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Inquirer Daily News

Archive: October, 2010

POSTED: Saturday, October 23, 2010, 9:00 AM

I’m betting that by now you’d rather gargle galvanized nails than sit through another campaign ad.
 

You probably don’t believe that TV ads influence your voting behavior, but clearly the national political ad makers think otherwise. Why else would they be on track to spend a record $3 billion in 2010? And I’m loathe to dismiss their ephemeral offerings, because ads are often windows into the current political culture — which is why I’ve scanned the nation and assembled my own Zeitgeist Eight. Let’s look, shall we?
 

Real men shoot paper. In a West Virginia TV ad, Democratic senatorial candidate Joe Manchin (the current governor) strolls into a field, and loads a bullet into his rifle in slow motion. As an acoustic guitarist strums on the soundtrack, he tells the viewer, “I’ll take on Washington, and this administration, to get the federal government off our backs … and I’ll take dead aim at the cap-and-trade bill.” At the words dead aim, he puts a bull’s-eye through a mounted copy of the cap-and-trade bill. It speaks volumes about the current Democratic predicament that a party candidate feels compelled to distance himself from President Obama’s agenda by treating it as prey. No word yet on whether he tied the dead bill to his car roof.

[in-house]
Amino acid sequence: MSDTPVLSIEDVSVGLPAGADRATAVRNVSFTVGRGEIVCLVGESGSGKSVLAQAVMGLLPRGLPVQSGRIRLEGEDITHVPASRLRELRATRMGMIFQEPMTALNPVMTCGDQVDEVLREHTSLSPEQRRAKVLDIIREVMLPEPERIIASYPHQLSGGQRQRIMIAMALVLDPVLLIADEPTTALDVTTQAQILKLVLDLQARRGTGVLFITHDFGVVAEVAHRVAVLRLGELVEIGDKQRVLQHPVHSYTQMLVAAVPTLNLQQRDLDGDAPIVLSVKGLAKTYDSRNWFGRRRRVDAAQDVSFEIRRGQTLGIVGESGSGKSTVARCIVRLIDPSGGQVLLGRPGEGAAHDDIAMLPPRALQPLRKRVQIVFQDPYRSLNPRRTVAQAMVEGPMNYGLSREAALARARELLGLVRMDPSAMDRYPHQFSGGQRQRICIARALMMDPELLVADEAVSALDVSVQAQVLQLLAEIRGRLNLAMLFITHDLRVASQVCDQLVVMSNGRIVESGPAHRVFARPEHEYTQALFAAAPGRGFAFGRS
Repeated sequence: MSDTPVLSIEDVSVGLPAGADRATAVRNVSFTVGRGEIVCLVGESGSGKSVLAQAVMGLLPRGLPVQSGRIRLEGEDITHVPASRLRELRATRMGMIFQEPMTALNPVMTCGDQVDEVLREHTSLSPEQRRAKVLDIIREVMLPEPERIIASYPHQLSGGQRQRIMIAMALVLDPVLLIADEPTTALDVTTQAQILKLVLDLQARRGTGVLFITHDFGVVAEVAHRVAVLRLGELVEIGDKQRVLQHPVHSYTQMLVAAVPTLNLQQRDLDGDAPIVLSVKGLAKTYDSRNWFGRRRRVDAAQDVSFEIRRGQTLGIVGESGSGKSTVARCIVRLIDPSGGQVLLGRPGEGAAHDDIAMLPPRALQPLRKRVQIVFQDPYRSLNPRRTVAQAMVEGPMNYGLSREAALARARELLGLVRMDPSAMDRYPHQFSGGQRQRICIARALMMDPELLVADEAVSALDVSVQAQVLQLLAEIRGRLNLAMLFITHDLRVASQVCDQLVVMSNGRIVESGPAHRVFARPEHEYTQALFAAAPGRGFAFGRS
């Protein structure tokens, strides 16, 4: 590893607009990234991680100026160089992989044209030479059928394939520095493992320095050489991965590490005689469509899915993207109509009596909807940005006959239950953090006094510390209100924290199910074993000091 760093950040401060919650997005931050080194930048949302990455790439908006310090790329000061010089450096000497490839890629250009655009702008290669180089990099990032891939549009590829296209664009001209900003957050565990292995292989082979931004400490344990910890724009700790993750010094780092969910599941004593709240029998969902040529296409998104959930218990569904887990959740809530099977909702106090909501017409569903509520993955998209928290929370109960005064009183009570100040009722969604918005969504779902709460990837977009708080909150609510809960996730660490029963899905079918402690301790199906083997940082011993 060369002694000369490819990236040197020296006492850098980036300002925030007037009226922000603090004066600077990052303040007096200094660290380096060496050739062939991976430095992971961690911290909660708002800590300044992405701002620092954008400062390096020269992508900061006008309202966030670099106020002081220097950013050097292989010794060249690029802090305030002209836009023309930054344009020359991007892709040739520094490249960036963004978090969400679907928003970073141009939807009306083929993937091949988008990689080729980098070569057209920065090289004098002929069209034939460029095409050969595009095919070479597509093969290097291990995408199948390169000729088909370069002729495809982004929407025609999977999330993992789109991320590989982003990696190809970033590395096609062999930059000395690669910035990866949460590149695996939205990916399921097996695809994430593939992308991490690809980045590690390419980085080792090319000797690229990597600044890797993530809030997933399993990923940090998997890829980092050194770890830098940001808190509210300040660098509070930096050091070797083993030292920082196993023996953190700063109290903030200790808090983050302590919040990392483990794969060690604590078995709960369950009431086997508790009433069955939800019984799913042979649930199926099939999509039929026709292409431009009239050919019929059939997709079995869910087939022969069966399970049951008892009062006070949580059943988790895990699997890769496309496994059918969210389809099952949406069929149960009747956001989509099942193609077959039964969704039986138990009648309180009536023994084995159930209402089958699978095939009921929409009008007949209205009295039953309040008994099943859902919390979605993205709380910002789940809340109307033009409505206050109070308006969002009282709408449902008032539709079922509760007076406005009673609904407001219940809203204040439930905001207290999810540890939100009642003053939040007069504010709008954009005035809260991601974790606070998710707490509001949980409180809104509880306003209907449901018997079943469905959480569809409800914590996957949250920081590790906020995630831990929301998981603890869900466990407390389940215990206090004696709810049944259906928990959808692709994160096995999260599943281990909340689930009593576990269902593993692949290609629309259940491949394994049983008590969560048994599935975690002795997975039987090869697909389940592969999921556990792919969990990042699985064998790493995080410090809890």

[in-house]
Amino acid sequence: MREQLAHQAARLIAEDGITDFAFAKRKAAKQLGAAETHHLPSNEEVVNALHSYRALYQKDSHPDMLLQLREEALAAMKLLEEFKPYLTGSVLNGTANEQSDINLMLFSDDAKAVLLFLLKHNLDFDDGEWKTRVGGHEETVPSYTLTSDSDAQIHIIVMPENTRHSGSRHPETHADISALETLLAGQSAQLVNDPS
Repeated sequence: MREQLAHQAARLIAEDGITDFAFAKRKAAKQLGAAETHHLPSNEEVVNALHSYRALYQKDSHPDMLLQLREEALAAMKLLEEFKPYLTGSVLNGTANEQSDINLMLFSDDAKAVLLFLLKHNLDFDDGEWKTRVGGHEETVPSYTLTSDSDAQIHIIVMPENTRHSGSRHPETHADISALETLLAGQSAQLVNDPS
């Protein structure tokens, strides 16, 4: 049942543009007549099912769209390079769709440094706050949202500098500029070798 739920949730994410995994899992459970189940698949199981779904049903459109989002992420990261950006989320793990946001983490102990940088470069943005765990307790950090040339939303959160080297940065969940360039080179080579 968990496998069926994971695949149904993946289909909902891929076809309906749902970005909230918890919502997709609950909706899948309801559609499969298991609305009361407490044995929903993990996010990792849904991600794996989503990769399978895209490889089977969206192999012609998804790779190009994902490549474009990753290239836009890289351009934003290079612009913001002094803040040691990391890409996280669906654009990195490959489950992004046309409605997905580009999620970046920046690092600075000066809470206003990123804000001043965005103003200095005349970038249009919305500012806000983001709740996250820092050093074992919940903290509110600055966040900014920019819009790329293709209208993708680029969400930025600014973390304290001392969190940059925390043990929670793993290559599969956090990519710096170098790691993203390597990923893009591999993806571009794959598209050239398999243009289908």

Dick Polman @ 9:00 AM  Permalink | 0
POSTED: Saturday, October 23, 2010, 2:00 AM
(SETH PERLMAN / Associated Press)
After years of court battles, Native American farmers are finally in line to get compensation for discrimination by the federal government that cost many their land. Meanwhile, black farmers are left waiting for justice from Congress to right similar wrongs of racial bias against them.
 
A $760 million settlement reached Tuesday by the Obama administration would resolve charges by Native Americans that they were systematically denied government loans or lent less than white farmers. Without loans, many went bankrupt. If approved as expected by a federal judge, the settlement will close another ugly chapter in the country’s civil rights history. It has taken 11 years and three administrations to end the dispute.
 
Farmers and ranchers who can prove they were the victims of discrimination will receive up to $250,000 in payments from a Justice Department fund. But as Agriculture Secretary Tom Vilsack said, that money “can never undo wrongs that Native Americans may have experienced” as a result of government prejudice. Now, the government must aggressively publicize the claim process in rural and remote Native American communities to inform farmers about the payments.